We tried the Honey Bear cup to start with and thought we weren’t seeing much progress (although that was probably us being impatient. He DID try to drink from the straw. It was just messy and he wasn’t sucking it up for himself yet.)
-EAR INFECTIONS-For those who are not aware, children with Down Syndrome are more likely to get recurrent ear infections than most due to their smaller ear canals. Today was the 3rd doctor’s visit confirming some degree of ear infection and subsequent antibiotics. If he gets ear infections frequently in the winter, we will look into getting tubes placed.
-SLEEP APNEA-I have read that about 40% of children with Down Syndrome have some form of sleep apnea. This is on my mind recently because Ethan has been snoring more lately (even before he got the ear infection.) I know a child who had to take multiple naps and could sleep even when other kids were playing around him. This might be a tip that your child needs a sleep study. Ethan sleeps around 10-12 hours then takes two 1 1/2 hour naps. (and more with Theratogs apparently). I am still trying to find out how “normal” that is. If the snoring continues, we will be asking about a sleep study.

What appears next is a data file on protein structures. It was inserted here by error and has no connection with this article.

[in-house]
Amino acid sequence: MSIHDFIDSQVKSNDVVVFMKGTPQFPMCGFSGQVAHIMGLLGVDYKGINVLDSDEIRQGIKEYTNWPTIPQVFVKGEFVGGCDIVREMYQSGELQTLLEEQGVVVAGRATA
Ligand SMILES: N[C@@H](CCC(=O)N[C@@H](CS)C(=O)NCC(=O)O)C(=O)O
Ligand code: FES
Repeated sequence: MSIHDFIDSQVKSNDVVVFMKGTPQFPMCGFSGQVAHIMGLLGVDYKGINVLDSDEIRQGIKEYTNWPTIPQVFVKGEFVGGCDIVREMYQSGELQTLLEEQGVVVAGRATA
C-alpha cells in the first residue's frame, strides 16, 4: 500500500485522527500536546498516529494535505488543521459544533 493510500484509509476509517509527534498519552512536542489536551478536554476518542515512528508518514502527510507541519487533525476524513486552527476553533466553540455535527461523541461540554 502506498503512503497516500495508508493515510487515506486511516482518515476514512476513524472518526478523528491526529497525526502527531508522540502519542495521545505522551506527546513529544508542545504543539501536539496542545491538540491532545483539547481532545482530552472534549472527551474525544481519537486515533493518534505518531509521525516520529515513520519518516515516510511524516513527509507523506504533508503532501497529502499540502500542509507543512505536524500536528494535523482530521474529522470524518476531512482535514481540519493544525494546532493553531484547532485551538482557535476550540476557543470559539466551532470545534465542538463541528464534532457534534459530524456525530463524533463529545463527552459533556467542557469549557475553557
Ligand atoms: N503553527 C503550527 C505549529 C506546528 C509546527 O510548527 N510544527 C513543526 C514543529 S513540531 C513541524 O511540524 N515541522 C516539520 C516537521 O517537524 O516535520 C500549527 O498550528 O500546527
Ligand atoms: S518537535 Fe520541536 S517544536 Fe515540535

-POSSIBLE VERTEBRAE ISSUE–FORWARD FACING CAR SEAT-Ethan is still a little too small on the weight end of things to move onto forward facing carseats, but I am concerned about forward facing because Ethan has yet to get an x ray of his neck for a possible issue with the vertebrae not being structurally correct, which could cause paralysis in the case of whiplash. It is somewhat rare for children with Down Syndrome from what I am told. The doctor told us, “We usually do that when someone joins a Special Olympics team”. What I am concerned about is a car wreck…it seems like that would cause more of a shock than a contact sport would, and from what I have been told, forward facing may be more of a risk with this type of structural issue. (I haven’t gone into detail with a doctor about this, so this is speculation. I am just thinking next on my to do list is telling rather than asking about an X Ray. A good friend suggested telling doctors what you want addressed, rather than asking in cases like this.